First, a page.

How to Read Your Schematic Plates

Schematic PlatesSchematics and diagrams have been used by many companies and businesses for a number of reasons, which include safety, proper operations, and troubleshooting. Being able to read these plates is not an easy task, but it can be learned. Since these plates carry symbols that represent certain parts of a system, instead of the actual image of such parts, if you are not aware of what these representations mean, you may find it hard to read such metal plates and diagrams.

In order to understand what schematic plates are trying to tell you, you will need to first learn what these symbols mean. There are many commonly used symbols utilized for such plates, with the most common ones being symbols that are used for circuitry and electronics. If the plates you are to use are not for electronics and electrical requirements, you may need to search for the symbols that are used for the plates you need to read.

The most commonly used symbols when it comes to schematics used for electronics include symbols that indicate the location of resistors, capacitors, inductors, power sources, and transistors, to mention a few. Here are some of the more commonly used ones and what each symbol means:


Resistors – these are represented by either zigzag lines or a rectangle in between two short lines that have dots (which represent terminals) on each end.

Variable Resistors – these are similar in shape to the standard resistor, but are drawn with a diagonal arrow running across the zigzag lines. If a potentiometer is in the place of the variable resistor, the zigzag lines will have an arrow pointing towards it, with dots (which represent terminals) on the open ends of the lines in these symbols.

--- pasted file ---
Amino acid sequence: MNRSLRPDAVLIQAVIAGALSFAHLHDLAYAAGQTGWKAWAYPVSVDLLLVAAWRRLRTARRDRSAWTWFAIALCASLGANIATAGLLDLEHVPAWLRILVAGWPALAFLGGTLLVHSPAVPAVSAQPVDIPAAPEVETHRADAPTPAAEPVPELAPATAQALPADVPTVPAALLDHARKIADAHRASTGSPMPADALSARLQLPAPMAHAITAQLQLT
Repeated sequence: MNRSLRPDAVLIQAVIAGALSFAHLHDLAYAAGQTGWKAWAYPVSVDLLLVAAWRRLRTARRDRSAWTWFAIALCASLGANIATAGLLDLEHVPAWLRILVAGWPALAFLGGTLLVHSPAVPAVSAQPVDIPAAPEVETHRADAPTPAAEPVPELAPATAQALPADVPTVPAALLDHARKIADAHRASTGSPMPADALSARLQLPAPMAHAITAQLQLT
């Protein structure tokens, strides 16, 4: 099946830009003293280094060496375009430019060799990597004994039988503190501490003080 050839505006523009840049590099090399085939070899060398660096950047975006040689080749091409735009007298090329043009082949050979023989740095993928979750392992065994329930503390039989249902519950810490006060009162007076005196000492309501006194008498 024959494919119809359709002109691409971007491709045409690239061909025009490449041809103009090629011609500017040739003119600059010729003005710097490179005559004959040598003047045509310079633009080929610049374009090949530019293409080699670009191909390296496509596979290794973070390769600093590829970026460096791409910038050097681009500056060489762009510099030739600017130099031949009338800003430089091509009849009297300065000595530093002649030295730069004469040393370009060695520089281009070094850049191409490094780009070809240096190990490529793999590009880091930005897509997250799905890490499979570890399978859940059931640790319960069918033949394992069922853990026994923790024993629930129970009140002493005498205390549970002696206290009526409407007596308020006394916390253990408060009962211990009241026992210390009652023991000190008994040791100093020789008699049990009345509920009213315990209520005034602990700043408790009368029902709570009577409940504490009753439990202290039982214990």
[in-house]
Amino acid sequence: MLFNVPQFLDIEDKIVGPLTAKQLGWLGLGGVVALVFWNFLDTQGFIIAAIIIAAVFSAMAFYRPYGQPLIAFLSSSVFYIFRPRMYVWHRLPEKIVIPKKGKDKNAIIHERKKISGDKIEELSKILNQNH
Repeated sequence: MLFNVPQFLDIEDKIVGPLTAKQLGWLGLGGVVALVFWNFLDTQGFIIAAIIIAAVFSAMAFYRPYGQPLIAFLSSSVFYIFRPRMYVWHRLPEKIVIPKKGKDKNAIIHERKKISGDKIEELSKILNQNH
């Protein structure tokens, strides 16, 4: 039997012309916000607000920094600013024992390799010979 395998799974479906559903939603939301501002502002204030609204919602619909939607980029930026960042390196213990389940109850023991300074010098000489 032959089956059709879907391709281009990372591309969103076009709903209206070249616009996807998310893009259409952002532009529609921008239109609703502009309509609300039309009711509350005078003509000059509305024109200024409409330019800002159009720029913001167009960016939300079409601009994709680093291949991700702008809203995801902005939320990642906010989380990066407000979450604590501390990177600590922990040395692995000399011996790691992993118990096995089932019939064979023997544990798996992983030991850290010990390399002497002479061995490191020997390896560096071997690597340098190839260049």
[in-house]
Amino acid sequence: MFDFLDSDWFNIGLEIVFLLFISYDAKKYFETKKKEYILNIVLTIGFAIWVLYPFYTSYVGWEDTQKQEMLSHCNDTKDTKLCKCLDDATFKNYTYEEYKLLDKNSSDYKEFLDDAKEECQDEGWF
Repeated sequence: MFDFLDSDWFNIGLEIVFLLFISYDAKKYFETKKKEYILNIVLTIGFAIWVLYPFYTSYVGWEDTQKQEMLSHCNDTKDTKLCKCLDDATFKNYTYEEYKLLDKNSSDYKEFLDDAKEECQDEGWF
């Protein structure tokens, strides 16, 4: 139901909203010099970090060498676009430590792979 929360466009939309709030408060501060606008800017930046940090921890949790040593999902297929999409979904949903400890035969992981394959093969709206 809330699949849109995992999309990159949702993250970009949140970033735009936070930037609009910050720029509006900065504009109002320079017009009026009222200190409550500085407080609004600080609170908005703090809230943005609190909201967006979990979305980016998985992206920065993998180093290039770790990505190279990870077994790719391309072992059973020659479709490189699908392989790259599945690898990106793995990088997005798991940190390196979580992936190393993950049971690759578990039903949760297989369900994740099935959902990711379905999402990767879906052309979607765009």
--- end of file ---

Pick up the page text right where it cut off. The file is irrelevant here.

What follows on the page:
Capacitors – these can be seen in two variants – polarized and non-polarized. The former is represented by a symbol that has two short lines with dots at the end (which represent terminals) and with one short line ending in a curved line (making this part of the symbol look like an anchor) and the other short line ending in a straight line (forming a T). The latter is represented by two Ts that have the tops facing each other, and the opposite lines on each ending in dots (which represent terminals).

Inductors – you will see these represented on diagrams or schematic plates as loops or spiraled coils with short straight lines at the end that have dots on each tip. The international variant of this is a filled-in rectangle with short straight lines on either end that also end in dots.

Switches – these can come in many forms, with the most common being the single pole-single throw switch (SPST) and the single pole-dual throw switch (SPDT). Other switches that you can find in diagrams SP3T and DPDT.

Other symbols you will find being represented in diagrams that are used to show circuitry include diodes (lines with triangles), voltage sources (circles with negative and positive symbols), batteries, and logic gates.  

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